Will Broadcom Make VMware More Expensive? Five Players Weigh In
VMware partners are confronting customers fears about future pricing under Broadcom with early renewals, exploring rivals, and leaning into the partner’s services.
VMware partner Winslow Technology Group’s chief technology officer, Rick Gouin, said the fear that Broadcom will raise the price of VMware takes one of two paths with his customers: renew or flee.
“I do have some customers doing that, actively renewing subscriptions to hedge against price hikes in the future,” he told CRN. “I also have customers who are evaluating alternative solutions so that they’re prepared and have the ability to move, if and when they need to.”
Broadcom CEO Hock Tan and VMware CEO Raghu Raghuram have each taken turns at addressing what Gartner has called “a very nervous VMware installed base.” Tan wrote about the pricing fears directly in a blog post Wednesday, calling it “top of mind” for customer. He assured them that Broadcom does not need to raise VMware’s prices in order to keep provide a “better product.” Gartner analyst Andrew Lerner told CRN Tan stopped short however of saying the company would not raise prices.
“This blog along with other public statement basically indicate that they don’t need to increase prices,” Gartner analyst Andrew Lerner told CRN. “The good news is it seems like Broadcom is not planning to run the CA/Symantec playbook verbatim, as it relates to pricing. However, to address a very nervous VMware installed base, this falls short of stronger statements like Broadcom won’t raise list prices for 12 months or something akin to that.”
After a 20-day private courtship, Broadcom announced on May 26 it would buy VMware for a combined cash and stock transaction worth $61 billion. In his first remarks on the deal, Tan said Broadcom would reach $8.5 billion in EBITDA within three years. Since, in the trailing 12 months VMware has recorded $3.4 billion in EBIDTA, being able to more than double that had VMware rival Scale Computing speculate that such profitability could only come through layoffs or price hikes.
Here is what the stakeholders have publicly said or told CRN about VMware pricing if a Broadcom acquisition is completed:
Broadcom CEO Hock Tan
Pricing “Top of Mind For Customers”
Over the last several weeks, I have had the opportunity to visit with Broadcom customers around the world to discuss what’s on the horizon as they navigate increasingly complex IT operating environments. During these visits, I’ve also answered their questions and shared our vision of what a combined Broadcom and VMware will look like following the close of the transaction.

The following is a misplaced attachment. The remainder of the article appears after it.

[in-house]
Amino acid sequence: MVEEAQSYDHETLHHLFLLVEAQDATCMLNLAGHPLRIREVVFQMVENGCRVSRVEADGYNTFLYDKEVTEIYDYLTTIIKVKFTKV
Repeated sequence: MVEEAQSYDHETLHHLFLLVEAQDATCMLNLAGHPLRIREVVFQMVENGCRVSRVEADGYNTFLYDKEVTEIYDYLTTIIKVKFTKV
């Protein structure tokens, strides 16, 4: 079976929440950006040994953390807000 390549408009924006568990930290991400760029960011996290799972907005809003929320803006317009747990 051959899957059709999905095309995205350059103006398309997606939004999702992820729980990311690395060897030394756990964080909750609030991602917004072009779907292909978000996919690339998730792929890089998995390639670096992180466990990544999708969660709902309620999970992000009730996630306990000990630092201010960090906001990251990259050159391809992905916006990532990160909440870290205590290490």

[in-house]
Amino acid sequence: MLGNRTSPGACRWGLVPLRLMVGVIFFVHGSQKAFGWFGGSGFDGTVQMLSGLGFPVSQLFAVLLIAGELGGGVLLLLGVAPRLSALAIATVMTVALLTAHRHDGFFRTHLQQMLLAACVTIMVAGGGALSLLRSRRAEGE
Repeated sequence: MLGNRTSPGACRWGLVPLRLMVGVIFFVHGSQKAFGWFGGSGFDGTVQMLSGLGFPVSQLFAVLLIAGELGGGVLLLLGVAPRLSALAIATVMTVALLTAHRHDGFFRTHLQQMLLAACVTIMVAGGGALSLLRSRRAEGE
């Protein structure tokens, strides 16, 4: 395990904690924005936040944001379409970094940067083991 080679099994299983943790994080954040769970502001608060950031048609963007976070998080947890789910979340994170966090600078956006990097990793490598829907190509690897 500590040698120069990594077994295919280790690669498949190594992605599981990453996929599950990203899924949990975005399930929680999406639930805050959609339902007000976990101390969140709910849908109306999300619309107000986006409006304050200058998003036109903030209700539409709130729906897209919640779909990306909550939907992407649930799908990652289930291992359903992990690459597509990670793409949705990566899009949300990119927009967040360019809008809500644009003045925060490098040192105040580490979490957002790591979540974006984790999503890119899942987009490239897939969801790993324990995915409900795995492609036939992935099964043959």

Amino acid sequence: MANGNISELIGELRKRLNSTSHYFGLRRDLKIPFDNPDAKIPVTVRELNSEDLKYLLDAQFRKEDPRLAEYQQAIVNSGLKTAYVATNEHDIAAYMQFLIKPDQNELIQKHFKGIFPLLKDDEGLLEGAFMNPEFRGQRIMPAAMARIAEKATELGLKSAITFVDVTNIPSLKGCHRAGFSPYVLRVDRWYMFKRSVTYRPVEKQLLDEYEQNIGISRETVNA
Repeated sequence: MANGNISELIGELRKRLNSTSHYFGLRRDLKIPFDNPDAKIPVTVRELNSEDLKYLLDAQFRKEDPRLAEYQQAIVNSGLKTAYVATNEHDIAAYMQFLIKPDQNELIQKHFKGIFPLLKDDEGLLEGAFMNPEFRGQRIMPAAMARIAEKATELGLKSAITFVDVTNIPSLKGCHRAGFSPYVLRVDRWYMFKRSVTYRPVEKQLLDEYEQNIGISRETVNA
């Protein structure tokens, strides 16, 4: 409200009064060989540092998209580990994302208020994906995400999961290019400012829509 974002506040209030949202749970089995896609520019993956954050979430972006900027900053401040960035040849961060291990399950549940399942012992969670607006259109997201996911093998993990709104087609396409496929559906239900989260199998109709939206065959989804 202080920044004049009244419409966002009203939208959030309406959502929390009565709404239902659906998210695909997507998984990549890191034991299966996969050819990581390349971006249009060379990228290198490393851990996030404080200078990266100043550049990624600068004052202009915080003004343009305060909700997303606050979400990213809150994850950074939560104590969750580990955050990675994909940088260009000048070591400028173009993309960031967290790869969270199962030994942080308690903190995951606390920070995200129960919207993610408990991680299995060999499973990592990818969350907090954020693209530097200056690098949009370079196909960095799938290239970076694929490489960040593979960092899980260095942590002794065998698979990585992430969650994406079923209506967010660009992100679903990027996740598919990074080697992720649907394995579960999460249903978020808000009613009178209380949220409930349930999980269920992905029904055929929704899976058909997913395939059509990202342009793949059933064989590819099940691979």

It’s clear from these conversations that three topics are top of mind for customers as it relates to the VMware-Broadcom transaction: multi-cloud, cloud-native apps and pricing. Ultimately, what I’ve stressed to them has been straightforward: our customers are and will remain the most important part of our business. That said, I want to discuss each of these topics and share my current thinking to help address the concerns I’ve heard.
We work with our customers every day to tackle a wide spectrum of challenges, and we are constantly innovating to create the next generation of technology to address their needs. This is largely what has made our business successful, and we intend for this to continue.
Our growth into a global technology leader was not based on taking existing products and raising their prices, but by creating technology and products that provide clear value to customers and continuing to improve them. We fuel growth by offering more and better products so customers are using more of our entire portfolio of technology products, rather than just one or two. By delivering long-term value to customers and investing in improved, customer-focused R&D, we can innovate, scale and offer better products without raising prices.
VMware develops technology for the future and addresses a growing market. The Broadcom business case for this transaction is premised on focusing on the business model, increasing R&D, and executing so that customers see the value of the full portfolio of innovative product offerings — not on increasing prices. Following the close of the transaction, we will invest in and innovate VMware’s products so we can sell even more of them and grow the VMware business within enterprises, deepening and expanding the footprint instead of potentially raising prices.
Gartner Analyst Andrew Lerner
“Very Nervous VMware Installed Base”